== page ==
Oscars? When will we have “The Abdullahs?”
Hollywood has been at war with the Arab World since it produced its very first movie. And it is has only gotten worse. Hollywood is one of the biggest contributory factors fueling anti-Arab and anti-Muslim racism and hatred, despite their occasional words of “diversity.” Not since Vanessa Redgrave stood up to Israeli bullying 40 years ago has the Oscars ever included any fairness or justice. I don’t watch the Oscars any more. They are the enemy.
Arab News March 7, 2018
By Ray Hanania
At no other moment in American life do Arabs feel so marginalized each year than during the presentation of the Oscars at the Academy Awards.
This past Sunday, the Oscars marked their 90th year celebrating “great” movies. While this year’s Oscars did not have the usual anti-Arab themes or characters that frequent American films, I just couldn’t watch.
Don’t get me wrong, I love movies. As an Arab American, though, I favor films a center genre where the villains are not human, Science Fiction.
Nothing pushes humans to come together and forget their mutual differences or hatred of each other more than the fear of a greater threat, like aliens.
It was something my parents passed on to me as a young child. Mom and dad were refugees of varying degrees from the Israeli destruction of Palestine in 1947-48. They chose to avoid films that portrayed Arabs as villains, even when those films were the most celebrated releases in the world. The movies we watched were “Westerns,” a genre about Cowboys killing Indians, especially those featuring the gun-toting cowboy and Hollywood tough-guy, John Wayne.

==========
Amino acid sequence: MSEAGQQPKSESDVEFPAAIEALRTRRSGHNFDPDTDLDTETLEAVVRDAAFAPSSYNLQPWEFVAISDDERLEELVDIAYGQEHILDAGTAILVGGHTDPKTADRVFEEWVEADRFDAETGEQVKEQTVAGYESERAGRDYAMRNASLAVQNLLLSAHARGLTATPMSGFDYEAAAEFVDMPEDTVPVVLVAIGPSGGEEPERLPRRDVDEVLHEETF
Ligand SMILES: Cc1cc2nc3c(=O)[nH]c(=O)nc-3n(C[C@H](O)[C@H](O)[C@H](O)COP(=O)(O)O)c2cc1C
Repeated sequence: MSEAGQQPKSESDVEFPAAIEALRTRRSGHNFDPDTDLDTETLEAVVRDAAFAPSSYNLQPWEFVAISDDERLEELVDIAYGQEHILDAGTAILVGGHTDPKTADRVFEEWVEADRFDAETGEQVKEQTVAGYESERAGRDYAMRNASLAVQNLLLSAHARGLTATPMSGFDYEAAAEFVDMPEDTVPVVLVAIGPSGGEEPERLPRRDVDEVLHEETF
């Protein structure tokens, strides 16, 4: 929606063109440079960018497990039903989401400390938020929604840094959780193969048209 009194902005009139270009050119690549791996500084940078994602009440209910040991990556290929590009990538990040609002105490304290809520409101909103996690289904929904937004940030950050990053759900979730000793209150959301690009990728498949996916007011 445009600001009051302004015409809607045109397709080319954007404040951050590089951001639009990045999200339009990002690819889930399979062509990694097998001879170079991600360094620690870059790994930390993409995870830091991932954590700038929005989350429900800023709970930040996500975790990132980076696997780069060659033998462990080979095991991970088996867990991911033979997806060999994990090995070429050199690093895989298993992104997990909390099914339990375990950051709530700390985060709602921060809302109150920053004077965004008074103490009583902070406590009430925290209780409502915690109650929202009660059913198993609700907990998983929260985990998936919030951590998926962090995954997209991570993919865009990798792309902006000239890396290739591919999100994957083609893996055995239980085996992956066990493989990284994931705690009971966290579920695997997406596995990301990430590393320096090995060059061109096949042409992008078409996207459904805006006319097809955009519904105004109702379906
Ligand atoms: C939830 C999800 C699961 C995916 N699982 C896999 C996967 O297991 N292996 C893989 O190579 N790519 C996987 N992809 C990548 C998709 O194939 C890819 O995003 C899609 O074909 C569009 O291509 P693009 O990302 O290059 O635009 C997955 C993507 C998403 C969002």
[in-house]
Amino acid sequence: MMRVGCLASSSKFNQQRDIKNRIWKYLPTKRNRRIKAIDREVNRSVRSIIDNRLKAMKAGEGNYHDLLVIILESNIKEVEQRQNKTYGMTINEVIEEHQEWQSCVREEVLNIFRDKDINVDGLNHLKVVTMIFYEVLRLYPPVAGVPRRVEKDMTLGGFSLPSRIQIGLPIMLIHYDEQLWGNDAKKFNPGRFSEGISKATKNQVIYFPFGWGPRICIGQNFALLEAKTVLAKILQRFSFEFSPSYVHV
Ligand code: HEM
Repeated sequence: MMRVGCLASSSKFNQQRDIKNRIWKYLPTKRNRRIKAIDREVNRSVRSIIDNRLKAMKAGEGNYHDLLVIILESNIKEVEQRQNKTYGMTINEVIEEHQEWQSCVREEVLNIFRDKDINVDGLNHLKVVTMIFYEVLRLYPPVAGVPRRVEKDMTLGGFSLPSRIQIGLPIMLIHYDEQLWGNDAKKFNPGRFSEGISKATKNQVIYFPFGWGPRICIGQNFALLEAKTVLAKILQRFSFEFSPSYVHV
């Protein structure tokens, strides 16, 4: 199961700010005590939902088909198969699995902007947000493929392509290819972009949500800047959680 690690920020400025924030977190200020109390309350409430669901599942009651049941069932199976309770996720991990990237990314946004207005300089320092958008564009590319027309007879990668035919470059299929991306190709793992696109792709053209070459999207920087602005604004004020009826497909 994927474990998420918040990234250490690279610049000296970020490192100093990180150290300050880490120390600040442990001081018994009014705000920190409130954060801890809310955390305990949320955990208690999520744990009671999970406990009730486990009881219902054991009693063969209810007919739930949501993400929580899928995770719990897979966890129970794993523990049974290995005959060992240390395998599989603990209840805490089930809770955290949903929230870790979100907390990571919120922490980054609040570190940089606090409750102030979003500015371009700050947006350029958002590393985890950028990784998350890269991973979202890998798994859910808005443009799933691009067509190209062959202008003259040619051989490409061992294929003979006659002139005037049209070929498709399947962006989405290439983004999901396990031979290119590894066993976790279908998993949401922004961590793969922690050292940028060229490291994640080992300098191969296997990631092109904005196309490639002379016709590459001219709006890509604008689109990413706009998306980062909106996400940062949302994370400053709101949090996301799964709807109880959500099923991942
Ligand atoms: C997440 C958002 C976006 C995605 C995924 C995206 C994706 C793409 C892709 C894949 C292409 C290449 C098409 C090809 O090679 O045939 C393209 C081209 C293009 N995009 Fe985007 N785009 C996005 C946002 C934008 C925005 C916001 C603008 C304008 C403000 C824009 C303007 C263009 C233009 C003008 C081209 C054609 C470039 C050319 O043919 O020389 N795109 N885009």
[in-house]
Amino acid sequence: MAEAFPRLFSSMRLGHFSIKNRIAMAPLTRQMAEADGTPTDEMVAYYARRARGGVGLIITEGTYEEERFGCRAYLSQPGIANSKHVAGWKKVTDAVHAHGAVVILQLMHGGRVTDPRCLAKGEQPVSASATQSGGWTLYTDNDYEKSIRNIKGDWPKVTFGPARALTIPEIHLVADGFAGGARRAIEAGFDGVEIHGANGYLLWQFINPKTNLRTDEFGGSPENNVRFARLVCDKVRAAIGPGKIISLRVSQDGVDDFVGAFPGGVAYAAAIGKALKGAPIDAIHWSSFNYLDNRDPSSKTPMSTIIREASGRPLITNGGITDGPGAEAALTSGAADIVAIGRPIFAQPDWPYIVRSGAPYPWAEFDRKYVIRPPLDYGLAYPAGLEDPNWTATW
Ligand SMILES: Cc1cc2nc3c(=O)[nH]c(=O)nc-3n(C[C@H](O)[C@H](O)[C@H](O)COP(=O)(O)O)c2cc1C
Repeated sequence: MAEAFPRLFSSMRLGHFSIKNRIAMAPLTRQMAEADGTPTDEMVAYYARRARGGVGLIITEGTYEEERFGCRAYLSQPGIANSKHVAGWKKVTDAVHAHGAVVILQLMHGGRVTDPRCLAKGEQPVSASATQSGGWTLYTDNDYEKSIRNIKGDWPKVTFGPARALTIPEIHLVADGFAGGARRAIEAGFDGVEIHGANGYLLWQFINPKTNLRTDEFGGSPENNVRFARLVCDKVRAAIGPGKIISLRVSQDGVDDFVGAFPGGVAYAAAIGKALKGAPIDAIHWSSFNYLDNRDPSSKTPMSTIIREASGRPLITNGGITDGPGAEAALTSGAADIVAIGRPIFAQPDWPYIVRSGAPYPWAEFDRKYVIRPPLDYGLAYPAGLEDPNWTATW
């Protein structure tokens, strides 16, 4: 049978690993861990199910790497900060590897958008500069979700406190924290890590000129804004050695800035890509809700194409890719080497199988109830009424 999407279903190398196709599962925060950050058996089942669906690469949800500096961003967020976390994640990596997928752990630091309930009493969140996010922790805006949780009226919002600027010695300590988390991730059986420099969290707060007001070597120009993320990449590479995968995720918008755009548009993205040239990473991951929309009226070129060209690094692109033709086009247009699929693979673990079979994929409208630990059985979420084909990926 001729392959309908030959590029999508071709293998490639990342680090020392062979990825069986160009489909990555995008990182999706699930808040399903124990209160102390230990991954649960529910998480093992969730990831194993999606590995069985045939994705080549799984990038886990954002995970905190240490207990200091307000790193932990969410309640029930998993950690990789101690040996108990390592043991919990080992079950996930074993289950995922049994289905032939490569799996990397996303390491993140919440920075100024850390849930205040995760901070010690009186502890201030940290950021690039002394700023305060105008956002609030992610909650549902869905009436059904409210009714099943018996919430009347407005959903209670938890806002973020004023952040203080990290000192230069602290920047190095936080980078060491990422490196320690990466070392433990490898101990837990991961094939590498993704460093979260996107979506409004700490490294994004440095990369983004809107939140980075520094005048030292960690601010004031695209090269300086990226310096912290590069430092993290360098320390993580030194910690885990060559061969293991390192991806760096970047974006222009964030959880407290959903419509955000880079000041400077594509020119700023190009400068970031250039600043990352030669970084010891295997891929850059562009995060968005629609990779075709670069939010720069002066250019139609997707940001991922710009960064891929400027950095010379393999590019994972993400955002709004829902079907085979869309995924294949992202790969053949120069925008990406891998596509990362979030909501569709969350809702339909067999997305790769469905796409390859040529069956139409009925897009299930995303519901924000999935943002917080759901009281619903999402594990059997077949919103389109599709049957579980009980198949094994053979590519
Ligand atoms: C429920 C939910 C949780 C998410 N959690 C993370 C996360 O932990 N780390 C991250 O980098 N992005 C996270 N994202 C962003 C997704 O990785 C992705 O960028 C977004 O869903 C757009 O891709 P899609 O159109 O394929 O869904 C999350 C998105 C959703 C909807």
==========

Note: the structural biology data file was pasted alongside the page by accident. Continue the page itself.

John Wayne didn’t kill Arabs in his movies. I realized that we had merely substituted Native American suffering for Arab suffering. That was wrong, but did we have a choice? We didn’t enjoy the killing of Native Americans, either.
Hollywood is a factory conveyer belt of films that demonizes people for profit. It’s a sick form of entertainment that often has a political purpose. The villains were Chinese, then Blacks, then Asians, and Native Americans. And then it was the ultimate quintessential villain the Arabs. And that crown has not been taken from us yet.
Although there continues to be exploitation of other ethnic groups, they are given balance – or maybe, they created that balance themselves. In many instances where there are negative portrayals of Blacks, Asians or Native Americans in today’s movies, they are balanced-off by positive portrayals of the same people.
That’s the kind of balance denied to Arabs. When Arabs are demonized, it’s unrivaled.
In recent years, many of the worst Hollywood movie offenders have moved away from demonizing Arabs. That comes from the movement to reject religious hatred against Muslims. Americans are not really the smartest people when it comes to the Middle East. They think every Muslim is an Arab, and every Arab is a Muslim. Maybe that’s because the majority are.
Yes, it is happening in America. “Muslims” are receiving respect and recognition, although not as much as they deserve, while “Arabs” remain the “four letter word,” a euphemism for profanity.